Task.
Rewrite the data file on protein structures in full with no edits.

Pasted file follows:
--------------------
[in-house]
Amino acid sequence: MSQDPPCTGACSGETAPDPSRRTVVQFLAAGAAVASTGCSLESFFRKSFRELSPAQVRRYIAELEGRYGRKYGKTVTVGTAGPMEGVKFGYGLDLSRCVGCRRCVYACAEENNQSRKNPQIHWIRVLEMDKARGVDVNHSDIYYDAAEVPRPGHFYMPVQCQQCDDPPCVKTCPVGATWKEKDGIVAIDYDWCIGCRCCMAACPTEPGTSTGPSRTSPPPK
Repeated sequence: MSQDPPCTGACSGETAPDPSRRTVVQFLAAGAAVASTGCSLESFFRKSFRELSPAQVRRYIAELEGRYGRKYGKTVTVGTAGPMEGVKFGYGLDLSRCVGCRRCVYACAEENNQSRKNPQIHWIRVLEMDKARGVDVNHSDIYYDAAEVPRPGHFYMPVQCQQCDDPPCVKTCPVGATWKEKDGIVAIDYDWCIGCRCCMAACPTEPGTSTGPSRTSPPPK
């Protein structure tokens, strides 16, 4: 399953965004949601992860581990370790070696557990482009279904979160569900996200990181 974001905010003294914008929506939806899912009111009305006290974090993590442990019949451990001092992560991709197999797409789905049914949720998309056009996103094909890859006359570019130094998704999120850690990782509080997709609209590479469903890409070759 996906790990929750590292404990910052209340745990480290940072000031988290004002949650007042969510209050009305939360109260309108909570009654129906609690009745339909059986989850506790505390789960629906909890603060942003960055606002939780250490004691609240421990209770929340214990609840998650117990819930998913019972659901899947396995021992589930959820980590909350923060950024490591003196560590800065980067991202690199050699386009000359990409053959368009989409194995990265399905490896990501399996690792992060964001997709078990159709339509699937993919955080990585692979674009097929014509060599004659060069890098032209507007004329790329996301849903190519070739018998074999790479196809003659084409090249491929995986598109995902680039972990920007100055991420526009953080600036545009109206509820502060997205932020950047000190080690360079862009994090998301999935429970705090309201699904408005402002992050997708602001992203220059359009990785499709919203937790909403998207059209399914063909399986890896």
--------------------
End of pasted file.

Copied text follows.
[in-house]
Amino acid sequence: MSQDPPCTGACSGETAPDPSRRTVVQFLAAGAAVASTGCSLESFFRKSFRELSPAQVRRYIAELEGRYGRKYGKTVTVGTAGPMEGVKFGYGLDLSRCVGCRRCVYACAEENNQSRKNPQIHWIRVLEMDKARGVDVNHSDIYYDAAEVPRPGHFYMPVQCQQCDDPPCVKTCPVGATWKEKDGIVAIDYDWCIGCRCCMAACPTEPGTSTGPSRTSPPPK
Repeated sequence: MSQDPPCTGACSGETAPDPSRRTVVQFLAAGAAVASTGCSLESFFRKSFRELSPAQVRRYIAELEGRYGRKYGKTVTVGTAGPMEGVKFGYGLDLSRCVGCRRCVYACAEENNQSRKNPQIHWIRVLEMDKARGVDVNHSDIYYDAAEVPRPGHFYMPVQCQQCDDPPCVKTCPVGATWKEKDGIVAIDYDWCIGCRCCMAACPTEPGTSTGPSRTSPPPK
């Protein structure tokens, strides 16, 4: 399953965004949601992860581990370790070696557990482009279904979160569900996200990181 974001905010003294914008929506939806899912009111009305006290974090993590442990019949451990001092992560991709197999797409789905049914949720998309056009996103094909890859006359570019130094998704999120850690990782509080997709609209590479469903890409070759 996906790990929750590292404990910052209340745990480290940072000031988290004002949650007042969510209050009305939360109260309108909570009654129906609690009745339909059986989850506790505390789960629906909890603060942003960055606002939780250490004691609240421990209770929340214990609840998650117990819930998913019972659901899947396995021992589930959820980590909350923060950024490591003196560590800065980067991202690199050699386009000359990409053959368009989409194995990265399905490896990501399996690792992060964001997709078990159709339509699937993919955080990585692979674009097929014509060599004659060069890098032209507007004329790329996301849903190519070739018998074999790479196809003659084409090249491929995986598109995902680039972990920007100055991420526009953080600036545009109206509820502060997205932020950047000190080690360079862009994090998301999935429970705090309201699904408005402002992050997708602001992203220059359009990785499709919203937790909403998207059209399914063909399986890896």